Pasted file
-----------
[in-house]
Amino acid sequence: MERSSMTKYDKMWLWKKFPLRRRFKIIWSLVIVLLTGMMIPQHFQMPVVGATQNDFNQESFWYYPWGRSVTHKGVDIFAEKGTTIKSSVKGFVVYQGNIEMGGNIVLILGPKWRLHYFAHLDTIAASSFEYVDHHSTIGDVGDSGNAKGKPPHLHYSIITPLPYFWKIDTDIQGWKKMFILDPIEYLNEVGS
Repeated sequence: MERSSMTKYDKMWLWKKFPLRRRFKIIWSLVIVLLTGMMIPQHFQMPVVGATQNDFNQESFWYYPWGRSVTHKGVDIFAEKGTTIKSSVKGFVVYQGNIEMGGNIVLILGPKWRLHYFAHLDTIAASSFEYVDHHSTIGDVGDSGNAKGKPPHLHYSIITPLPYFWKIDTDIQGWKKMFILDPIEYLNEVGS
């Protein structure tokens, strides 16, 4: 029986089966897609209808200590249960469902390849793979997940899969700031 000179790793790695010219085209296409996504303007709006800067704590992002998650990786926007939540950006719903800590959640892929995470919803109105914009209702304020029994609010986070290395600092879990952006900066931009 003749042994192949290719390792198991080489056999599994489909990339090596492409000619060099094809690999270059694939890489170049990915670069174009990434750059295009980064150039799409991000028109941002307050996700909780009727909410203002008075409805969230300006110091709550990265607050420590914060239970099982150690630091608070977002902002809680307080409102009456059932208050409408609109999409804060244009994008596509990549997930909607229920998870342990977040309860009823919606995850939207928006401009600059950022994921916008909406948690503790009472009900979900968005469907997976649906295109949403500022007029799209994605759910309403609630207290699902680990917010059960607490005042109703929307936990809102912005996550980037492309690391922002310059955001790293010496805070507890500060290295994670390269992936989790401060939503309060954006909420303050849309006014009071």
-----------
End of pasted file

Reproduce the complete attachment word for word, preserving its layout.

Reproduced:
[in-house]
Amino acid sequence: MERSSMTKYDKMWLWKKFPLRRRFKIIWSLVIVLLTGMMIPQHFQMPVVGATQNDFNQESFWYYPWGRSVTHKGVDIFAEKGTTIKSSVKGFVVYQGNIEMGGNIVLILGPKWRLHYFAHLDTIAASSFEYVDHHSTIGDVGDSGNAKGKPPHLHYSIITPLPYFWKIDTDIQGWKKMFILDPIEYLNEVGS
Repeated sequence: MERSSMTKYDKMWLWKKFPLRRRFKIIWSLVIVLLTGMMIPQHFQMPVVGATQNDFNQESFWYYPWGRSVTHKGVDIFAEKGTTIKSSVKGFVVYQGNIEMGGNIVLILGPKWRLHYFAHLDTIAASSFEYVDHHSTIGDVGDSGNAKGKPPHLHYSIITPLPYFWKIDTDIQGWKKMFILDPIEYLNEVGS
């Protein structure tokens, strides 16, 4: 029986089966897609209808200590249960469902390849793979997940899969700031 000179790793790695010219085209296409996504303007709006800067704590992002998650990786926007939540950006719903800590959640892929995470919803109105914009209702304020029994609010986070290395600092879990952006900066931009 003749042994192949290719390792198991080489056999599994489909990339090596492409000619060099094809690999270059694939890489170049990915670069174009990434750059295009980064150039799409991000028109941002307050996700909780009727909410203002008075409805969230300006110091709550990265607050420590914060239970099982150690630091608070977002902002809680307080409102009456059932208050409408609109999409804060244009994008596509990549997930909607229920998870342990977040309860009823919606995850939207928006401009600059950022994921916008909406948690503790009472009900979900968005469907997976649906295109949403500022007029799209994605759910309403609630207290699902680990917010059960607490005042109703929307936990809102912005996550980037492309690391922002310059955001790293010496805070507890500060290295994670390269992936989790401060939503309060954006909420303050849309006014009071």